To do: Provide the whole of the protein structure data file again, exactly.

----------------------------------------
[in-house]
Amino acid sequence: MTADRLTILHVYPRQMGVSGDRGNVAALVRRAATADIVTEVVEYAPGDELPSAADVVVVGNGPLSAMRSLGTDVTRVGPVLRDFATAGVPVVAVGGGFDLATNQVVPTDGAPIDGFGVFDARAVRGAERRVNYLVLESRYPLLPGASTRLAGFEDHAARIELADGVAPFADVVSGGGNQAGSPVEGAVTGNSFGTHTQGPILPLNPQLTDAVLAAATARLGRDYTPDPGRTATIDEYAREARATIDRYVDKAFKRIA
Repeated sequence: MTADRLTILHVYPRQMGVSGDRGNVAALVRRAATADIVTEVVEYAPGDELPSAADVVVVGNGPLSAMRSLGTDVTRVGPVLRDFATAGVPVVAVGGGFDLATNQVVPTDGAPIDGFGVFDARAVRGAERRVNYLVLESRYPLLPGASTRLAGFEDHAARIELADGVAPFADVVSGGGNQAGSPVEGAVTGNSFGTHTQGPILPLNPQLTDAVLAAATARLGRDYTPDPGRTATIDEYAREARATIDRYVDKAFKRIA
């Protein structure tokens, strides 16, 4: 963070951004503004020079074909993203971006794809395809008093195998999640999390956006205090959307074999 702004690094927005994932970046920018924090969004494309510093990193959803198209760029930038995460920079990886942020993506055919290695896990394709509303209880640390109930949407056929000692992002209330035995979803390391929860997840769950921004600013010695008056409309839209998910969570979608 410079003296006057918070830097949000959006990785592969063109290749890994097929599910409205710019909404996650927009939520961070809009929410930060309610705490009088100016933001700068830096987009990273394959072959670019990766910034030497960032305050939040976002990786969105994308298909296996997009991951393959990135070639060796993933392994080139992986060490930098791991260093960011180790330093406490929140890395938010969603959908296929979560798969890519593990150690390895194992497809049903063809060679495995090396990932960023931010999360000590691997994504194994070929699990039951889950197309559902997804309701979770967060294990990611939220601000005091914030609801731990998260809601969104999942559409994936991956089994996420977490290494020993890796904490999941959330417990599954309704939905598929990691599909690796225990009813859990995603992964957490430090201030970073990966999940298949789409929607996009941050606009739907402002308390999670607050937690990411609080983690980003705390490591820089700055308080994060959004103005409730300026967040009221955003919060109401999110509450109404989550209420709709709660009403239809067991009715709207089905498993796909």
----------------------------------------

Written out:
[in-house]
Amino acid sequence: MTADRLTILHVYPRQMGVSGDRGNVAALVRRAATADIVTEVVEYAPGDELPSAADVVVVGNGPLSAMRSLGTDVTRVGPVLRDFATAGVPVVAVGGGFDLATNQVVPTDGAPIDGFGVFDARAVRGAERRVNYLVLESRYPLLPGASTRLAGFEDHAARIELADGVAPFADVVSGGGNQAGSPVEGAVTGNSFGTHTQGPILPLNPQLTDAVLAAATARLGRDYTPDPGRTATIDEYAREARATIDRYVDKAFKRIA
Repeated sequence: MTADRLTILHVYPRQMGVSGDRGNVAALVRRAATADIVTEVVEYAPGDELPSAADVVVVGNGPLSAMRSLGTDVTRVGPVLRDFATAGVPVVAVGGGFDLATNQVVPTDGAPIDGFGVFDARAVRGAERRVNYLVLESRYPLLPGASTRLAGFEDHAARIELADGVAPFADVVSGGGNQAGSPVEGAVTGNSFGTHTQGPILPLNPQLTDAVLAAATARLGRDYTPDPGRTATIDEYAREARATIDRYVDKAFKRIA
């Protein structure tokens, strides 16, 4: 963070951004503004020079074909993203971006794809395809008093195998999640999390956006205090959307074999 702004690094927005994932970046920018924090969004494309510093990193959803198209760029930038995460920079990886942020993506055919290695896990394709509303209880640390109930949407056929000692992002209330035995979803390391929860997840769950921004600013010695008056409309839209998910969570979608 410079003296006057918070830097949000959006990785592969063109290749890994097929599910409205710019909404996650927009939520961070809009929410930060309610705490009088100016933001700068830096987009990273394959072959670019990766910034030497960032305050939040976002990786969105994308298909296996997009991951393959990135070639060796993933392994080139992986060490930098791991260093960011180790330093406490929140890395938010969603959908296929979560798969890519593990150690390895194992497809049903063809060679495995090396990932960023931010999360000590691997994504194994070929699990039951889950197309559902997804309701979770967060294990990611939220601000005091914030609801731990998260809601969104999942559409994936991956089994996420977490290494020993890796904490999941959330417990599954309704939905598929990691599909690796225990009813859990995603992964957490430090201030970073990966999940298949789409929607996009941050606009739907402002308390999670607050937690990411609080983690980003705390490591820089700055308080994060959004103005409730300026967040009221955003919060109401999110509450109404989550209420709709709660009403239809067991009715709207089905498993796909």